Pizzelle (pit-sell-eh) - Pizzelle are a traditional cookie from the Abruzzi regionof Italy. They are thin wafer cookies that look almost like a waffle. The word pizelle means little, round, and flat.
For decades, blacksmiths forged pizzelle irons out of cast iron with a family crest or the name of the woman. These were passed down from generation to generation, just as a precious piece of jewelery.
According to an article from the Lonely Planet Publications on the Festival of the Snakes:
Legend has it that the mountainous and bucolic area around Abruzzo was once so infested by snakes that life tended to the short, sharp and brutal rather than the long and cheerful. The local shepherds, back in 700 BC, appealed to Apollo for help. His advice was to capture the snakes, domesticate them by draping them around his statue and then release them into the bush again.
Curiously, this seemed to work and the ritual has been replayed ever since. Somewhere along the way, however, the fickle mortals dumped the old Greek gods for the newish Christian gods and indulged in a bit of historical revisionism. Apollo became Saint Domenica and a few touches of modernity, like fireworks, were added to the ritual.
Celebrations begin on St Joseph's Day, 19 March, when the first snakes of the season are netted and caged. Two months later, on the first Thursday in May, the village is stirred by an 8am revelry call of fireworks, followed by a traditional mass. After the mass, the statue of Saint Domenica is hauled through the streets of Colcullo, where villagers drape the captured serpents, boa-like, around the stone neck of Saint Domenica.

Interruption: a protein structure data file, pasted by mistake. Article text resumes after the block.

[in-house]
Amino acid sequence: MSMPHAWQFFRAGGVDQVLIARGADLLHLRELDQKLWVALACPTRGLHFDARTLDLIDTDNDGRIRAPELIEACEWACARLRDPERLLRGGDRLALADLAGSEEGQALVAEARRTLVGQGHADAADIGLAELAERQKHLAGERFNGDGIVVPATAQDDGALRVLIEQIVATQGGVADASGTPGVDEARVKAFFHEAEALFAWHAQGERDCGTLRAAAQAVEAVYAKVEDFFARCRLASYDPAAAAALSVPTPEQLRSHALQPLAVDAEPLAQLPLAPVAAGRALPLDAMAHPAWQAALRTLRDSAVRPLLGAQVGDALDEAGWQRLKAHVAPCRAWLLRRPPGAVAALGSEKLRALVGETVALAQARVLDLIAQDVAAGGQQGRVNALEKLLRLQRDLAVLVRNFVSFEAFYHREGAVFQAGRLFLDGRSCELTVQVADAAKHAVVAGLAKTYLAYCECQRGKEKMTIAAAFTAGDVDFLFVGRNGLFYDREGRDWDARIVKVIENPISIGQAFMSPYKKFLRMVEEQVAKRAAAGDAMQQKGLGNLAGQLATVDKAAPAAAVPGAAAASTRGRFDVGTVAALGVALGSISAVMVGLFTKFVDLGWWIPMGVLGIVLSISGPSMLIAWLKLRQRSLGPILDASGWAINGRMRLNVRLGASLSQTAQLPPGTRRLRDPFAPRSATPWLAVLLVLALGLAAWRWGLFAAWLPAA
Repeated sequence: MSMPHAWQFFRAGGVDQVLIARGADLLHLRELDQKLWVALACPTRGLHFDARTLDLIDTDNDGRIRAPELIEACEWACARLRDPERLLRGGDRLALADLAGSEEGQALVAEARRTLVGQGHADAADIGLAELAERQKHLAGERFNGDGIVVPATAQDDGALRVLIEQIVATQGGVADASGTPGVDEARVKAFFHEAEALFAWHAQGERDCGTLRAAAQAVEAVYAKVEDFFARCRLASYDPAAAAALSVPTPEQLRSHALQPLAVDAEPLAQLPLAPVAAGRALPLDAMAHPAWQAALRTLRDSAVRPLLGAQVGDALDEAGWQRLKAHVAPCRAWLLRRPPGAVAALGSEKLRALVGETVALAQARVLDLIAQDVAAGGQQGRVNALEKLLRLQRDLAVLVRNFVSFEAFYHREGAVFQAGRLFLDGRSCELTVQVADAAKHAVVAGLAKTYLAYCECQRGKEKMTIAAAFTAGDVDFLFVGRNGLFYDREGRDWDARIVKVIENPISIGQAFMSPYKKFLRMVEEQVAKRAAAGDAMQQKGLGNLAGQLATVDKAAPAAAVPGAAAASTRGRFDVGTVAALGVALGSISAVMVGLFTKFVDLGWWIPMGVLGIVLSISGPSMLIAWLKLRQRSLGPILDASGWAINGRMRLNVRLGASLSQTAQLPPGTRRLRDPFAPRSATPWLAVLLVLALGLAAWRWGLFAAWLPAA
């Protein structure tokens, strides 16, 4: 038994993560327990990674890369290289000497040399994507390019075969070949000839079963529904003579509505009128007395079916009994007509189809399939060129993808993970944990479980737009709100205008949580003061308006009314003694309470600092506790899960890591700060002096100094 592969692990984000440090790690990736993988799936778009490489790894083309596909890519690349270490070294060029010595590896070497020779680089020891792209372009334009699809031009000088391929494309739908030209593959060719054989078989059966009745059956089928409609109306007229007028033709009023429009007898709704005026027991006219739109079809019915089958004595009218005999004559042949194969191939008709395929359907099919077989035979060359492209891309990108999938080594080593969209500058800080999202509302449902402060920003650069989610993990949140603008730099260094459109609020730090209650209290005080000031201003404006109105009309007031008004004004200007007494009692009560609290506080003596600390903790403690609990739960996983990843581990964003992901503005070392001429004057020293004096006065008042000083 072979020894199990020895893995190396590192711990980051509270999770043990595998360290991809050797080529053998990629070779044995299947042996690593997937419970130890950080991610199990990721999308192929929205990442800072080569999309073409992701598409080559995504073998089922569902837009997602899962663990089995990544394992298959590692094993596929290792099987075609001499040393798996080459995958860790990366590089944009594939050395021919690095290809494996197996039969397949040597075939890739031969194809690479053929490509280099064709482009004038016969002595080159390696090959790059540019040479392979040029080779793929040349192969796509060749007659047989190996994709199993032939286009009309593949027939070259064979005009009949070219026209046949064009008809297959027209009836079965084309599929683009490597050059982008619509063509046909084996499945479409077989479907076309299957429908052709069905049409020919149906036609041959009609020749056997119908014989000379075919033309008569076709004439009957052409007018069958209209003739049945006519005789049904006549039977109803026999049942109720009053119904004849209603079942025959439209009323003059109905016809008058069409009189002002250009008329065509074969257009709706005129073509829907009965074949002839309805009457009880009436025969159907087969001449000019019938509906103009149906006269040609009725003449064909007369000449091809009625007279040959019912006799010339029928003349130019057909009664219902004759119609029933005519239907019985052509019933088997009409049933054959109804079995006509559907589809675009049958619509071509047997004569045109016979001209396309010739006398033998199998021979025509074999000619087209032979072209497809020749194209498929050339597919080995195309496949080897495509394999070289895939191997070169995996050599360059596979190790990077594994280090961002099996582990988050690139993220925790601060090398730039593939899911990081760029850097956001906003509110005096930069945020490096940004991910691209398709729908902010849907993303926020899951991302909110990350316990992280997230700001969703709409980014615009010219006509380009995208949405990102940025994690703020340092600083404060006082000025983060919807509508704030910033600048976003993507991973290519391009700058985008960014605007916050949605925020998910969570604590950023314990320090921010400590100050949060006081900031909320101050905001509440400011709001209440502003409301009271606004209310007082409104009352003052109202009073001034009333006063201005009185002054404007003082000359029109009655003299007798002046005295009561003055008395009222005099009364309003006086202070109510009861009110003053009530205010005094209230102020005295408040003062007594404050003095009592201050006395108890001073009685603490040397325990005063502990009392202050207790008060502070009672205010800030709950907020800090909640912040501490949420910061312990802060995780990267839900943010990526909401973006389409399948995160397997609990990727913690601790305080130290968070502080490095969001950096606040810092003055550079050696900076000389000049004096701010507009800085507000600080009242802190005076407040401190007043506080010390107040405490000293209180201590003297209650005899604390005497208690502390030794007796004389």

This ritual and the procession is usually accompanied by a noisy band of villagers, barking dogs and merry-makers. At the edge of the village the squirming mass is released back into the bush and the villagers, so it is said, are immune from snake bites for another year.
Today, pizzelles continue to be revered and celebrated at feasts. In the small Abruzzi town of Salle, they honor a 12th century monk named Beato Roberto. Celebrants attach pizzelle to tree branches and proceed down the street with them.
Although my mother still uses her pizzelle iron (a cherished heirloom she brought with her from the old country when she immigrated to Canada in the 1950's, I prefer to use a modern, electronic model.
From the youngest to the oldest, I have yet to meet the person who did not like a pizzelle. During Christmas and Easter and other family get togethers, I see that they are the very first cookie to disappear from the cookie platter.
Here is my favourite pizzelle recipe, handed down through my Abruzze mother and her mother and grandmothers before her:
7 cups all purpose flour
2 cups sugar
3 teaspoons pure anise extract or a few drops of pure anise oil
1 cup melted butter or oil
4 tablespoons baking powder
Beat eggs and sugar. Add cooled melted butter or margarine, and anise extract. Sift flour and baking powder and add to egg mixture. Batter will have a dough like consistency. Form into 1 inch balls and place on the grids in the pizzelle baker. This will make about 150 small pizzelles
One of the best chocolate treats available in the world today is a product called Nutella. If you’ve never tasted it, then I urge you to drop whatever you are doing this instant and rush out to your local supermarket to purchase a jar. It’s that good! Oh, and while you’re at it, better buy two because one jar is never enough.